Footnotes



 1 Matthew T Reiter and Thomas U Reutter are partners at Bär & Karrer Ltd.

2 The Federal Act on the Amendment of the Swiss Civil Code (Part Five: The Code of Obligations) of 30 March 1911 (as of 1 January 2017), https://www.admin.ch/opc/en/classified-compilation/19110009/ The Federal Act on the Amendment of the Swiss Civil Code (Part Five: The Code of Obligations) of 30 March 1911 (as of 1 January 2017), https://www.admin.ch/opc/en/classified-compilation/19110009/ index.html.

3 The Civil Procedure Code of 19 December 2008 (as of 1 January 2017), https://www.admin.ch/opc/ en/classified-compilation/20061121/The Civil Procedure Code of 19 December 2008 (as of 1 January 2017), https://www.admin.ch/opc/ en/classified-compilation/20061121/index.html (the English version only reflects the version as of 1 May 2013).

4 The Lugano Convention, which entered into force in Switzerland on 1 January 2011 (as of 8 April 2016), https://www.admin.ch/opc/de/classified-compilation/20082721/201604080000/0.275.12.pdf (German).

5 The Federal Statute on Private International Law of 18 December 1987 (as of 1 January 2017), https://www.admin.ch/opc/de/classified-compilation/19870312/201701010000/291.pdf (in German).

6 Financial Market Infrastructure Act of 19 June 2015 (as of 1 January 2016), https://www.admin.ch/opc/ en/classified-compilation/20141779/Financial Market Infrastructure Act of 19 June 2015 (as of 1 January 2016), https://www.admin.ch/opc/ en/classified-compilation/20141779/index.html.

7 https://www.six-exchange-regulation.com/en/home/regulation.html.

8 Federal Act on the Swiss Financial Market Supervisory Authority of 22 June 2007 (as of 1 January 2016), https://www.admin.ch/opc/en/classified-compilation/20052624/index.html

9 Swiss Criminal Code of 21 December 1937 (as of 1 January 2017), https://www.admin.ch/opc/en/ classified-compilation/19370083/Swiss Criminal Code of 21 December 1937 (as of 1 January 2017), https://www.admin.ch/opc/en/ classified-compilation/19370083/index.html.

10 Swiss Criminal Procedure Code of 5 October 2007 (as of 1 January 2017), https://www.admin.ch/opc/en/ classified-compilation/20052319/Swiss Criminal Procedure Code of 5 October 2007 (as of 1 January 2017), https://www.admin.ch/opc/en/ classified-compilation/20052319/index.html.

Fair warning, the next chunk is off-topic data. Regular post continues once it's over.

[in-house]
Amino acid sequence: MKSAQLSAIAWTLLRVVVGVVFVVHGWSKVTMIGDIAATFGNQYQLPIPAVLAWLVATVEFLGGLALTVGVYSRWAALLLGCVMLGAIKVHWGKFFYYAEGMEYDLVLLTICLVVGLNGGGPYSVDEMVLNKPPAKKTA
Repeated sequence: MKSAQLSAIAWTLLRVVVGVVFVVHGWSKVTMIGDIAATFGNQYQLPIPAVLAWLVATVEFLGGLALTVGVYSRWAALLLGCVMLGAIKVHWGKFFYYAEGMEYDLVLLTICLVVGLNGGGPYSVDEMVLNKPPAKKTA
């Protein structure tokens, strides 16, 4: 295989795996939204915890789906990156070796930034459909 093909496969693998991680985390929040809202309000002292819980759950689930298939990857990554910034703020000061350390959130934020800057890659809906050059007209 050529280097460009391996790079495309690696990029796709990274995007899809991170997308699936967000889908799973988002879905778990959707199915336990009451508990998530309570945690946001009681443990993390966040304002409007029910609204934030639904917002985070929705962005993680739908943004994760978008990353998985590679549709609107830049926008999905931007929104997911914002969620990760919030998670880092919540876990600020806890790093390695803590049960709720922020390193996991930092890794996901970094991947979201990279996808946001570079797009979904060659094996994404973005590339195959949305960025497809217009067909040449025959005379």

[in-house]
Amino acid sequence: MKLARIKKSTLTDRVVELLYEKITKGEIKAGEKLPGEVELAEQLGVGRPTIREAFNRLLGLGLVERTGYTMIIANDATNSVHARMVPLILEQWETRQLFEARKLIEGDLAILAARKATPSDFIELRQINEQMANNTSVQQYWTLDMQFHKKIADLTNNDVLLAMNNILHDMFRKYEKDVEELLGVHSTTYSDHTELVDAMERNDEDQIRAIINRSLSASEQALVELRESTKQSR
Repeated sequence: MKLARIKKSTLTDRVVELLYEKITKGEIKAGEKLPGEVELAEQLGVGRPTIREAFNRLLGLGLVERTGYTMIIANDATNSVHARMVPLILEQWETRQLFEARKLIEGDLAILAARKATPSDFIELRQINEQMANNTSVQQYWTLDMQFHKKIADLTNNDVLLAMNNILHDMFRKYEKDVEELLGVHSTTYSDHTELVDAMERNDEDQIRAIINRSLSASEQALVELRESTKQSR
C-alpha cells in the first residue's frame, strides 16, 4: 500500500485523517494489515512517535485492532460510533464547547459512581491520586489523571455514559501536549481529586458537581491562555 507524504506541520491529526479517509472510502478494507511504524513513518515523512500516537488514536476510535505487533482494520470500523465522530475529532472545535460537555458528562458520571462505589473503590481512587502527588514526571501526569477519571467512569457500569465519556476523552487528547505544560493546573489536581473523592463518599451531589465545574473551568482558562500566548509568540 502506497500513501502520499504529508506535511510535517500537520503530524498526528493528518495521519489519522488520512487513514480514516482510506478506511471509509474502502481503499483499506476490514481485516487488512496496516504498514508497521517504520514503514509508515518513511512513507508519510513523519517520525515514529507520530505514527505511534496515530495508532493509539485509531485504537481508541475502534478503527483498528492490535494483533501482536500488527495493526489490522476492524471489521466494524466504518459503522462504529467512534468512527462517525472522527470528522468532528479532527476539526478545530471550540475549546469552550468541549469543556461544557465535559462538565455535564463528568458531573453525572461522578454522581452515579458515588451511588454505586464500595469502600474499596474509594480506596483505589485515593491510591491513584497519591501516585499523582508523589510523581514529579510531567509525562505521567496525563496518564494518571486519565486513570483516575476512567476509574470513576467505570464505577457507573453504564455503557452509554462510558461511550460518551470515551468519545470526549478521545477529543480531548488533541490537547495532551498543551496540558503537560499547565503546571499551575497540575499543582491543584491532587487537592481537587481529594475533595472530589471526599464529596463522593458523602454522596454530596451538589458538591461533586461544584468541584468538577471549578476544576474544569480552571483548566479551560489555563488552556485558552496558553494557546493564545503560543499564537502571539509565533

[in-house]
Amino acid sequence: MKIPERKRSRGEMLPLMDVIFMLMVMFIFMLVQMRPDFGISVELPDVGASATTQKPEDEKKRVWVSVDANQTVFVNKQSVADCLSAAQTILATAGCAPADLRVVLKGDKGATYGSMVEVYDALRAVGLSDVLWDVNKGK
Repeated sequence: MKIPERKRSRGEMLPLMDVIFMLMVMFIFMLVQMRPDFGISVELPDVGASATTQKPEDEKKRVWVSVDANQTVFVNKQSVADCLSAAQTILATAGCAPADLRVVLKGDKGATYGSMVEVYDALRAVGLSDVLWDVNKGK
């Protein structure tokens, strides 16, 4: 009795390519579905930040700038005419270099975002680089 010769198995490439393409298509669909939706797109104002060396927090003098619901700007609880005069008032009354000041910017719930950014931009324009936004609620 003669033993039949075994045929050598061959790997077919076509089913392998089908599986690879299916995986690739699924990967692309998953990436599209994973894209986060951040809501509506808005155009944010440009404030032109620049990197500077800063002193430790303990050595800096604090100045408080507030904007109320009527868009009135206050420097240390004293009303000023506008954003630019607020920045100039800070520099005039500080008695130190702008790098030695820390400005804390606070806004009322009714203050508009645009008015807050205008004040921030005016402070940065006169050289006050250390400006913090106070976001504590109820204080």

11 Guhl et al., Das Schweizerische Obligationenrecht (Ninth Edition, Zurich, 2000), Section 72 N 6.

12 See, e.g., Müller, Lipp and Plüss, Der Verwaltungsrat, Ein Handbuch für Theorie und Praxis (Fourth Edition, Zurich, Basle and Geneva, 2014), p. 355.

13 See Watter, Basler Kommentar: Art. 530–964 OR (Honsell, Vogt and Watter (eds.), Fifth Edition, Basle, 2016), Article 752 N 2; and Reutter 'IPO – Ablauf, Struktur, Haftung und Schadloshaltung' in Vol 144, Kapitalmarkttransaktionen VIII (Reutter and Werlen (eds.), Zurich, Basle and Geneva: Europa Institut Zürich, 2014), p. 40. Reutter qualifies the legal nature of prospectus liability as a liability for breach in trust, arguing against the blind application of contractual standards.

14 Watter (footnote 13, supra), Article 752 N 2; and Reutter (footnote 13, supra), p. 38 et seq.

15 BGE 129 III 71 E. 2.5.

16 Watter, (footnote 13, supra), Article 752 N 4.

17 Ibid., Article 752 N 3.

18 Reutter (footnote 13, supra), p. 41.

19 Watter (footnote 13, supra), Article 752 N 5; Gnos, 'Prospekthaftung/Haftung gegenüber Investoren', Entwicklungen im Gesellschaftsrecht IX (Kunz, Jörg and Arter, Bern, 2014), Sections 97, 104 et seq.; Müller, Lipp and Plüss (footnote 12, supra), p. 356; and Reutter, (footnote 13, supra) p. 41.

20 Watter (footnote 13, supra), Article 752 N 5.

21 See Article 27 Listing Rules, which refers to the different schemes applicable for the issuance of securities on SIX Swiss Exchange, and Reutter (footnote 13, supra), p. 37 et seq.

22 Watter (footnote 13, supra), Article 752 N 14.

23 See Watter (footnote 13, supra), Article 752 N 14, with reference to the decision of the Cantonal Court of St. Gallen II, dated 19 December 1986, in: SJZ 1989, p. 50 et seq.

24 BGE 131 III 306, E. 2.1; and Watter (footnote 13, supra), Article 752 N 6.

25 Watter (footnote 13, supra), Article 752 N 7 et seq.

26 Ibid., Article 752 N 9, 9a.

27 Reutter (footnote 13, supra), p. 43 et seq.

28 Watter (footnote 13, supra), Article 752 N 10.

29 Ibid., Article 752 N 12.